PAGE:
Story by Guest Columnist Cristina Virsida of Cary Visual Art.
Cary, NC – Today, in partnership with Cary Visual Art, we debut Artist of the Month.
Tim Lee comes from a background in illustration. His work has been called surreal Americana and was recently featured at the Cary Art Ball.
Artist Tim Lee
Tim Lee moved to Cary in 2004, finding not only a home for him and his family, but an area rich with artists, musicians and fellow indie illustrators.
Working as a staff artist and illustrator for over 20 years, Tim’s artwork has been published by national and international magazines, newspapers, and advertising ﬁrms, but it wasn’t until 2009 that he began scribbling strange shapes and figures that grew into ideas for his first pieces of personal work.
“Weird doodles I’d scribble during meetings would get stuck in my head.” says Lee. “Those shapes grew a life of their own on canvas.”
Influences and Muses
Influenced by a brew of vintage pop-culture, bluegrass music, NC Wyeth and a smattering of Tim Burton films, Tim’s “surreal Americana” paintings create a world that’s both dark and whimsical, with layers of luminous detail and an almost hand-carved quality that draws the viewer in.
A visit to his website, www.timleeartwork.com, offers a closer look at some of his more intricate works like “Done Gone”, an homage to bluegrass bassist Keith Sikes and “Missing Ghosts”, album cover art for musician Anthony Ihrig’s latest release.
Tim’s love of texture and the accurate yet playful use of aged-looking musical instruments in his pieces has made him popular amongst bluegrass and folk musicians wanting his signature look for their album covers.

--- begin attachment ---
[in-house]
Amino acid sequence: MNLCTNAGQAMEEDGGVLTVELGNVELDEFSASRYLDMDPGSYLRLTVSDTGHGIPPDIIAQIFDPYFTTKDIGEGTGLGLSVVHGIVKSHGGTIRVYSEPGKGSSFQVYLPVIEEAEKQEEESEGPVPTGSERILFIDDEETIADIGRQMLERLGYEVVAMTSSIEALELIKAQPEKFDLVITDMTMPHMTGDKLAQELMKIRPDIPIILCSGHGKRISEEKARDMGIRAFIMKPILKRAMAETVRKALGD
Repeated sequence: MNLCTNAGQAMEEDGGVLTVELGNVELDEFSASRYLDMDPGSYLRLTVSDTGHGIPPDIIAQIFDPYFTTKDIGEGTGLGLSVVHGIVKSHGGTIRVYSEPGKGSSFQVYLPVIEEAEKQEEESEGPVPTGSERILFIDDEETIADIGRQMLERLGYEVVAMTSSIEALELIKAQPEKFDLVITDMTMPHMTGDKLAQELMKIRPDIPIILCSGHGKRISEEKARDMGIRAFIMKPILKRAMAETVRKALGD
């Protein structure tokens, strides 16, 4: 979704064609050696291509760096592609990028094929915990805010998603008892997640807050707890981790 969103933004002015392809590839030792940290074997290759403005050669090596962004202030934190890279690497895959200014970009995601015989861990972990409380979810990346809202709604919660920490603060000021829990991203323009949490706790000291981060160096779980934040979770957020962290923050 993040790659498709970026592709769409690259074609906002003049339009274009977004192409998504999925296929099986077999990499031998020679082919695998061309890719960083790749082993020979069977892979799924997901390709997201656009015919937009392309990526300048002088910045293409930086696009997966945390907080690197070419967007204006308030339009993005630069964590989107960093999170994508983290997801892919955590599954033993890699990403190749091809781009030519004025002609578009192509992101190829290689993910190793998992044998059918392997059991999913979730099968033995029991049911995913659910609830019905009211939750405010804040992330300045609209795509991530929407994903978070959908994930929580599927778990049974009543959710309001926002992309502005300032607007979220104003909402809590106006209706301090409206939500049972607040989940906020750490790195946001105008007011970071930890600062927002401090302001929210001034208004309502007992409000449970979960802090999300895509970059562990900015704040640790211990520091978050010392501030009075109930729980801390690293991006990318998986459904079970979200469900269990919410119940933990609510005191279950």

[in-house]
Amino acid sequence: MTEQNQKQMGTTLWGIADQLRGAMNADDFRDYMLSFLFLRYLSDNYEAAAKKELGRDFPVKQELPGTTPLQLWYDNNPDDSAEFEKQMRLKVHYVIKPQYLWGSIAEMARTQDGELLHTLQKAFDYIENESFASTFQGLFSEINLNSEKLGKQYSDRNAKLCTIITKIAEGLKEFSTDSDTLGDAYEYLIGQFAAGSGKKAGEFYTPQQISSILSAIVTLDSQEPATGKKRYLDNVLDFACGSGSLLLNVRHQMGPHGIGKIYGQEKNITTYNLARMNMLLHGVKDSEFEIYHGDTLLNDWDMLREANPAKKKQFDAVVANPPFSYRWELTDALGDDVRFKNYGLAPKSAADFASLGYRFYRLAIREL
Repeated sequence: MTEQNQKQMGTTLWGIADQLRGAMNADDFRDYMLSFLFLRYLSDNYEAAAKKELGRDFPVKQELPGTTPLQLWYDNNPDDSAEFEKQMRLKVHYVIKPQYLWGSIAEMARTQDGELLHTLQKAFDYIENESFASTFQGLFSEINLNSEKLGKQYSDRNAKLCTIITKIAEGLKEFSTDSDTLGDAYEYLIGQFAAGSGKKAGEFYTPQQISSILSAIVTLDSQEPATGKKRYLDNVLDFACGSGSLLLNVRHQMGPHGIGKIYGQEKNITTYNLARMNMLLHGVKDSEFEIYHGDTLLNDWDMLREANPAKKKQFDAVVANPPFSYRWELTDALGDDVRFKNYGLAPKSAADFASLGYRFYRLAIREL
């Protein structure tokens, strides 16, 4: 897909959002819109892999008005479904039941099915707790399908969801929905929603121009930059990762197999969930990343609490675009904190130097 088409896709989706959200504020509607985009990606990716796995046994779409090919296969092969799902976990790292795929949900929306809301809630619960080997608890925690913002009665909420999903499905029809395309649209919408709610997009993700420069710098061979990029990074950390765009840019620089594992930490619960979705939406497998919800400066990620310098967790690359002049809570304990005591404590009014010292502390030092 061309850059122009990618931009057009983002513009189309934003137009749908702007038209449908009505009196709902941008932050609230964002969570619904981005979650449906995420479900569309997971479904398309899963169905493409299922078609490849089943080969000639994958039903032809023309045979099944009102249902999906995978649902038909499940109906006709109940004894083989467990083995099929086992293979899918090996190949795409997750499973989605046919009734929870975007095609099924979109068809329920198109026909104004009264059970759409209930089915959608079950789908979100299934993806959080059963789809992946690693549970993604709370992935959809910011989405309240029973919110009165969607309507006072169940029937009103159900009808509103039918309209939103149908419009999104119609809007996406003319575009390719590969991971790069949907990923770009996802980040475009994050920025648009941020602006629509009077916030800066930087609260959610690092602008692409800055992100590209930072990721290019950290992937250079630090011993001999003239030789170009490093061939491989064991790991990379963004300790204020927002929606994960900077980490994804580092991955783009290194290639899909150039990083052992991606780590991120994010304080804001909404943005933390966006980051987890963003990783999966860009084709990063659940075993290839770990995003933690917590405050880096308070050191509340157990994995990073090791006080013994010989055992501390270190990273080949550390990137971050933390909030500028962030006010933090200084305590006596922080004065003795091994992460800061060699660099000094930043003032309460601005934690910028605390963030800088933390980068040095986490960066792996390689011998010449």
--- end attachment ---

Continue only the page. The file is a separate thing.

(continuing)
“It’s strange how these bands keep finding my stuff on indie art sites and asking me to work on their covers.” says Lee, seemingly surprised by the growing interest in his work. “Sometimes they’ll give me lyrics or songs to work from, or an idea they have from a piece of mine they’ve seen and we’ll go from there. It all seems to fit pretty well together.”
That same mixture of musical influences and dark whimsy has crossed over into his latest and most popular creative experiment, “Woodies”, original acrylic paintings on pine that were born one Halloween while coming up with better decorations for his kids.
“Really, that one’s the most surprising of all.” says Lee. “I can hardly keep up with all the orders.”
Putting Down the Brush
When he’s not painting, illustrating or spending time with his family, Tim plays mandolin in the local bluegrass band, “The Hey Brothers”, to ﬁll any left over creative holes in his life. You can catch their next gig December 2nd at the North Carolina Museum of Art’s “NCMA After Dark”.
For an up close and personal look at Tim’s original art, giclees and “Woodies”, visit Davenport & Winkleperry’s steampunk gallery and bar in Pittsboro now through December, the perfect venue for his particular brand of playfully sinister art.